The family of Henrietta Lacks has hired a prominent civil rights attorney, Ben Crump, who plans to seek compensation for them from big pharmaceutical companies across the country that have made fortunes off medical research with the use of Lacks’ famous cells.
On January 29, 1951, doctors at The Johns Hopkins Hospital took a biopsy from Henrietta Lacks, who had an aggressive form of cervical cancer.
She died eight months later, but the tissue was taken without her consent eventually established the cell line HeLa. The cells were the first immortal human cells to live outside of the body and be grown in culture.
For the next 70 years, cells taken from Lacks are the most widely used human cells in scientific research and helped lead to a multitude of medical treatments and advances, including the COVID-19 vaccine. However, neither Lacks nor her family gave consent.
Now, her descendants seek compensation from big pharmaceutical companies that profited from HeLa cells, and they hired the infamous Crump to help them do so.
Crump has represented several families of the Black Live Matter movement, including George Floyd, Michael Brown and other Black men who have been murdered by police.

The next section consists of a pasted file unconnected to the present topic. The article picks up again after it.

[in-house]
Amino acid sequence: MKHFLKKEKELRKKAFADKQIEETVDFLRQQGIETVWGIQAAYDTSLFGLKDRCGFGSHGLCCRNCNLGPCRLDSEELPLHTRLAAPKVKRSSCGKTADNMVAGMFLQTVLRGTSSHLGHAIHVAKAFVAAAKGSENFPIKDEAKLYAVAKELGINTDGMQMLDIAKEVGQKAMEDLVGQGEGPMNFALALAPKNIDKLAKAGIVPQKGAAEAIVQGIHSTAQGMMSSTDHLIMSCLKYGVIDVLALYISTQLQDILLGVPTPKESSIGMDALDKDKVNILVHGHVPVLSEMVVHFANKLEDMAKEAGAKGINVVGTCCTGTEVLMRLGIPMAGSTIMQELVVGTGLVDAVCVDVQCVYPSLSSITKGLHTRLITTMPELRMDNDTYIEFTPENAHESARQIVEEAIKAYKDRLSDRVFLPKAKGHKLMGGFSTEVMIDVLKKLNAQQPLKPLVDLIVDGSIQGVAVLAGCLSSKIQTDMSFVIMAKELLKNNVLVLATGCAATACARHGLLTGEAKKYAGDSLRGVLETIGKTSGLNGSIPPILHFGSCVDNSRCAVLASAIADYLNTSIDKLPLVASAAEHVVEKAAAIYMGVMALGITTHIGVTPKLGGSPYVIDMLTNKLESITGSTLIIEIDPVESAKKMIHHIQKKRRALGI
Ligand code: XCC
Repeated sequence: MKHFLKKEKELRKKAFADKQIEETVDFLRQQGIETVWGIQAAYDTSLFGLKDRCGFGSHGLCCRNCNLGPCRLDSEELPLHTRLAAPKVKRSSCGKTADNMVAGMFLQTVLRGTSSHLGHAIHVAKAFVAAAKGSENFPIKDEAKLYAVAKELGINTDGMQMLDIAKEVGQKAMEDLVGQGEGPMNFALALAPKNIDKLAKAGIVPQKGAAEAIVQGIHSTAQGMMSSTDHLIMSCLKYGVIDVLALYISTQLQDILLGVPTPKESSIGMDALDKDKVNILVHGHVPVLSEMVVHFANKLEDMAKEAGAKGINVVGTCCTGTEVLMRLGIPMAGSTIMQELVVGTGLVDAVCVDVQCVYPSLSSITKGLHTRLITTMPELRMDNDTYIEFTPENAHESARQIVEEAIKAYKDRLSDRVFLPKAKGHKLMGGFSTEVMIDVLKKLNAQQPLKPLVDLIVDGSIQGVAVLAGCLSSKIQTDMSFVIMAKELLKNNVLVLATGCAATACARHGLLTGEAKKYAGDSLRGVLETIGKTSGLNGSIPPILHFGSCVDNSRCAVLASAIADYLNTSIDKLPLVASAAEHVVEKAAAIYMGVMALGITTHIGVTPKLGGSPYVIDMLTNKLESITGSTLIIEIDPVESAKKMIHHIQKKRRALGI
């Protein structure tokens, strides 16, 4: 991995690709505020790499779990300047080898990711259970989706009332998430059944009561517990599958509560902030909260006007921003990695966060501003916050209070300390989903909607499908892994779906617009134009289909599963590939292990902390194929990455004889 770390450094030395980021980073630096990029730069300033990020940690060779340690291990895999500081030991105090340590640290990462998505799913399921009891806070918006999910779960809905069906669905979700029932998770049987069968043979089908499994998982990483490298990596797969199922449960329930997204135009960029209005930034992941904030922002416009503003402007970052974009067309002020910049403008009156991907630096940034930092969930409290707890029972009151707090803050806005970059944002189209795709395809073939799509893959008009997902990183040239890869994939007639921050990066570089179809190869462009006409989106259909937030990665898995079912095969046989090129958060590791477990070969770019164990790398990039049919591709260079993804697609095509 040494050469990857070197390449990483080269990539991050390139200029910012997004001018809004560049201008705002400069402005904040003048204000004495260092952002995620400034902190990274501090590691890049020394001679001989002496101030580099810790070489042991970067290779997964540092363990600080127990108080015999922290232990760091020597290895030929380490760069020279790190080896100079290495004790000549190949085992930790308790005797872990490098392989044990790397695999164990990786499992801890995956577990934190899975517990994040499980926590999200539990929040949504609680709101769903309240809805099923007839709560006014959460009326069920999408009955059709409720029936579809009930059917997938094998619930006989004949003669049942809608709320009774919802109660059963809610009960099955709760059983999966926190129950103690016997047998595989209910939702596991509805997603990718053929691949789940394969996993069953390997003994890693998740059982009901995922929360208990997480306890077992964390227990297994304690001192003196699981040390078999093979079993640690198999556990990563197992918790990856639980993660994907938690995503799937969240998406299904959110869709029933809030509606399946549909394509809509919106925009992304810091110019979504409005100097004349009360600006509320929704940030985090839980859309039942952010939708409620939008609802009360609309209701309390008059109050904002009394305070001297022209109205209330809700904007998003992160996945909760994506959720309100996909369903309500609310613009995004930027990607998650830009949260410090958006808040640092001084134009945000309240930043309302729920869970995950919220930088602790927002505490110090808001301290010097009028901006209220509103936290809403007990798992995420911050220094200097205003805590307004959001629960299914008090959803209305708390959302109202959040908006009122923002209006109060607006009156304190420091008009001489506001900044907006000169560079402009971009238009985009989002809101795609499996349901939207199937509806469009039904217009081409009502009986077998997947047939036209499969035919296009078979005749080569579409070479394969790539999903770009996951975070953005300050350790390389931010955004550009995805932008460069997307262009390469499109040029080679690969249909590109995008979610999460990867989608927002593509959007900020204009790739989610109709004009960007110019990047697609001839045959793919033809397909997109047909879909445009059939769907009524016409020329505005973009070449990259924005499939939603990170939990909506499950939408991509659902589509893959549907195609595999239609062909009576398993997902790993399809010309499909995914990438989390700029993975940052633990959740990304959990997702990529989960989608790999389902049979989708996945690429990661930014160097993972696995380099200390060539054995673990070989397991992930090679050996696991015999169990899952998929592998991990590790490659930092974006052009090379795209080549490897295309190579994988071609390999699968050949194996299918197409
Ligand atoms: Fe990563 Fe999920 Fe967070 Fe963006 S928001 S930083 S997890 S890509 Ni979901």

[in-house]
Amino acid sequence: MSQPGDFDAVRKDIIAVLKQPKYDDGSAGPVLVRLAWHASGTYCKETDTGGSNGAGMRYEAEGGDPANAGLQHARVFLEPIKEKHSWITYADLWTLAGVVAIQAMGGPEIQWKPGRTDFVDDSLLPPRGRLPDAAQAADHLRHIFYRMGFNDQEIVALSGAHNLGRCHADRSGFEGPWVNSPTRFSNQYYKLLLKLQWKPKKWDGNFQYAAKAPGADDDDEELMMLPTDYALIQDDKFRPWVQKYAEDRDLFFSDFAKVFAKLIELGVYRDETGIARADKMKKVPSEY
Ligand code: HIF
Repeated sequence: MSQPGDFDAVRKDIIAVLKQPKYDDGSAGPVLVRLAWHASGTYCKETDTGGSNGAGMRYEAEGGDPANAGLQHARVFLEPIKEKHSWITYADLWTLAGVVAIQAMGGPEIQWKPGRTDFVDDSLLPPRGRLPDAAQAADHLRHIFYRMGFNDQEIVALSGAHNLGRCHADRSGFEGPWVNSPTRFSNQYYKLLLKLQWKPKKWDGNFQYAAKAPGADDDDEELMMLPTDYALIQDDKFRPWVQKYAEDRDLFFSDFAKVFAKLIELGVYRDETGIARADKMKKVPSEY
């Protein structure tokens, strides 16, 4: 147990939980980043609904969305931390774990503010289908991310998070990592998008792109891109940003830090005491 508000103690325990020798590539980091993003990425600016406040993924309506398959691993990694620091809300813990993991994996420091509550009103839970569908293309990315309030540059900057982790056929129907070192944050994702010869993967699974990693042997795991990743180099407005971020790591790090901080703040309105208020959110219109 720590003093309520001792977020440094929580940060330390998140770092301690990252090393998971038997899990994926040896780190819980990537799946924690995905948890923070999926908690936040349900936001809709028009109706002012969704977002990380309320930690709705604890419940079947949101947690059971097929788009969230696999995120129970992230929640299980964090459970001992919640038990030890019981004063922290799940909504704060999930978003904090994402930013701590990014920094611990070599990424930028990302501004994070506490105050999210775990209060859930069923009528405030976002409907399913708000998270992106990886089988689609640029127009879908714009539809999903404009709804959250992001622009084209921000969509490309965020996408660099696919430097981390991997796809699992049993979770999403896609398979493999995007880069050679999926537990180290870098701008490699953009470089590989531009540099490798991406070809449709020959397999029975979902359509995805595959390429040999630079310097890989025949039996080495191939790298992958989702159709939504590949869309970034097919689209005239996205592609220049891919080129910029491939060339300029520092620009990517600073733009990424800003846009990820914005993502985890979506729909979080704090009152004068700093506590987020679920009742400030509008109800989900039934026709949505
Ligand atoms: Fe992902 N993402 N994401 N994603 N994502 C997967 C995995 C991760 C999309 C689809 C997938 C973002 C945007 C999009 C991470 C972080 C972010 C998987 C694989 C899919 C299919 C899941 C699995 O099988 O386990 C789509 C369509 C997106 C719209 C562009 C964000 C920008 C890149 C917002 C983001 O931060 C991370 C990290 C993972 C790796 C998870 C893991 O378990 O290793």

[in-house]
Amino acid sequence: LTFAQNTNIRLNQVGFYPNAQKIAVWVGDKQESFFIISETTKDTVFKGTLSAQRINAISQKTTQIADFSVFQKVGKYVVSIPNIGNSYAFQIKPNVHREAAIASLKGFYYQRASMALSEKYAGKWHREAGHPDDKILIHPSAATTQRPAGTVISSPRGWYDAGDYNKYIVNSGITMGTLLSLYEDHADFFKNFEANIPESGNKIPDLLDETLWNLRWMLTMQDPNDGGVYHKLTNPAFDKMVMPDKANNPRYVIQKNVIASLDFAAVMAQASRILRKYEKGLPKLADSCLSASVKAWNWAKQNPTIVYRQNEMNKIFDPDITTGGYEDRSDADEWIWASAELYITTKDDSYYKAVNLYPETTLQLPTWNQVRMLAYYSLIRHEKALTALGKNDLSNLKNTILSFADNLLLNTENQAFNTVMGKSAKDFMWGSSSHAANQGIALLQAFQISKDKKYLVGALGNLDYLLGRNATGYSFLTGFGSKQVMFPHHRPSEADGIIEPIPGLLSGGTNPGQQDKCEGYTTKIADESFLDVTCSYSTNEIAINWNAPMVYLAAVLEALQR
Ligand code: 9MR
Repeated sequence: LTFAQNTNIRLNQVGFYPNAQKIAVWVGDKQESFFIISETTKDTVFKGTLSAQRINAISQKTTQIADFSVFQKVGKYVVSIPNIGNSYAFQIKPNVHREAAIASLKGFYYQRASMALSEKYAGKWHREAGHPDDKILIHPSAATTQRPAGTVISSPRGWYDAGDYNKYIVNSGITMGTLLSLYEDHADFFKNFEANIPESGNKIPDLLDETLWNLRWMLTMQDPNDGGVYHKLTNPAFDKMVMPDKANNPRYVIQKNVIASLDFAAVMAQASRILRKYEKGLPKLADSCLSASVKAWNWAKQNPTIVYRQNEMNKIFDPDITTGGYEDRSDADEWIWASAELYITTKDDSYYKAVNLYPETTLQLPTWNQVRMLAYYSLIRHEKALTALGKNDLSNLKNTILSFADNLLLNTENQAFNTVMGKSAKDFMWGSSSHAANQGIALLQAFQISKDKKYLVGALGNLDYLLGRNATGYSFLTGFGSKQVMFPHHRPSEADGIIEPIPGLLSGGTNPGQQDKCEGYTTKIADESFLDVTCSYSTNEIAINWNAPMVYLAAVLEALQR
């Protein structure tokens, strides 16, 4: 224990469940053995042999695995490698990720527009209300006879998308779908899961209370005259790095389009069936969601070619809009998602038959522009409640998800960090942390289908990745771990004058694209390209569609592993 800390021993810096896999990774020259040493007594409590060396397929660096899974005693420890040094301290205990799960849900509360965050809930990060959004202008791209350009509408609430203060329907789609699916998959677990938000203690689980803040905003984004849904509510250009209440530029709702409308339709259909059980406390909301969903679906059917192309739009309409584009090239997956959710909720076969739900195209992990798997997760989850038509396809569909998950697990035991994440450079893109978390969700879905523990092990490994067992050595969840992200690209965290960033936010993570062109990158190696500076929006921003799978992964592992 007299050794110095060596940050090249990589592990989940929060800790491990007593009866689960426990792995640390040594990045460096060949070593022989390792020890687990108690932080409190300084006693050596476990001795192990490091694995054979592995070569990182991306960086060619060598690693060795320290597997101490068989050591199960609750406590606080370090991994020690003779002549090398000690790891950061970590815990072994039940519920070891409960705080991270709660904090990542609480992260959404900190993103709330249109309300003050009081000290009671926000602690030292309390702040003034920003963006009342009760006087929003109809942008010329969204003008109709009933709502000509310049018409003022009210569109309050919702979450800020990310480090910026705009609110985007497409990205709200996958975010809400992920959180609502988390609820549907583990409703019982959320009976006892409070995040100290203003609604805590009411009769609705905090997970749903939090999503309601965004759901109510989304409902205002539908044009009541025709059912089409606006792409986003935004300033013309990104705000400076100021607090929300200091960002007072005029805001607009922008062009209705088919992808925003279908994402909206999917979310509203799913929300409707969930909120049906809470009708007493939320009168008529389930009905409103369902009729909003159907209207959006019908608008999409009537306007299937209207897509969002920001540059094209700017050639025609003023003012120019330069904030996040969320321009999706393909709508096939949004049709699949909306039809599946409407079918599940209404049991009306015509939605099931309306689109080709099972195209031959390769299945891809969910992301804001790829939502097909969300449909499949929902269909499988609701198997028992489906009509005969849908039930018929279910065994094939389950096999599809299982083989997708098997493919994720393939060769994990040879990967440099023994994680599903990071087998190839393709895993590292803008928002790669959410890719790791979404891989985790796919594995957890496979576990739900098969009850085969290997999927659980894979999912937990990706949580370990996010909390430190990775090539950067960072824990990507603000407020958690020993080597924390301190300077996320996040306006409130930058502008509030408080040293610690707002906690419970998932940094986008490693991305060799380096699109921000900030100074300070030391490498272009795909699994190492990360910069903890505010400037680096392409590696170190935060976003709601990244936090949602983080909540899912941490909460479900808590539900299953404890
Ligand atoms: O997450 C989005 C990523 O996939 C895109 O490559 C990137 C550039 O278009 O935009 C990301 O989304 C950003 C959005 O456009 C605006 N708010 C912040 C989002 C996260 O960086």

According to the Baltimore Sun, Crump and some of Lacks’ descendants, including the oldest surviving son of Henrietta, Lawrence Lacks Sr, 86, appeared at a news conference where Crump spoke about representing the family.
“Never was that more apparent than with the tragedy of how they exploited Henrietta Lacks,” Crump said.
In addition to Crump, the family is also represented by the New York-based trial lawyer Christopher Seeger. Seeger helped win billion-dollar settlements against companies like the producer of the painkiller Vioxx.
“This is the greatest example of corporate theft I’ve seen in my career, and I’ve been pursuing pharmaceutical companies for 25 years,” Seeger said. “They took something from this family and have offered them nothing, yet they’ve gone out and made millions of dollars.”
Seeger said the team plans to file the first lawsuit on October 4; the day Lacks died 70 years ago.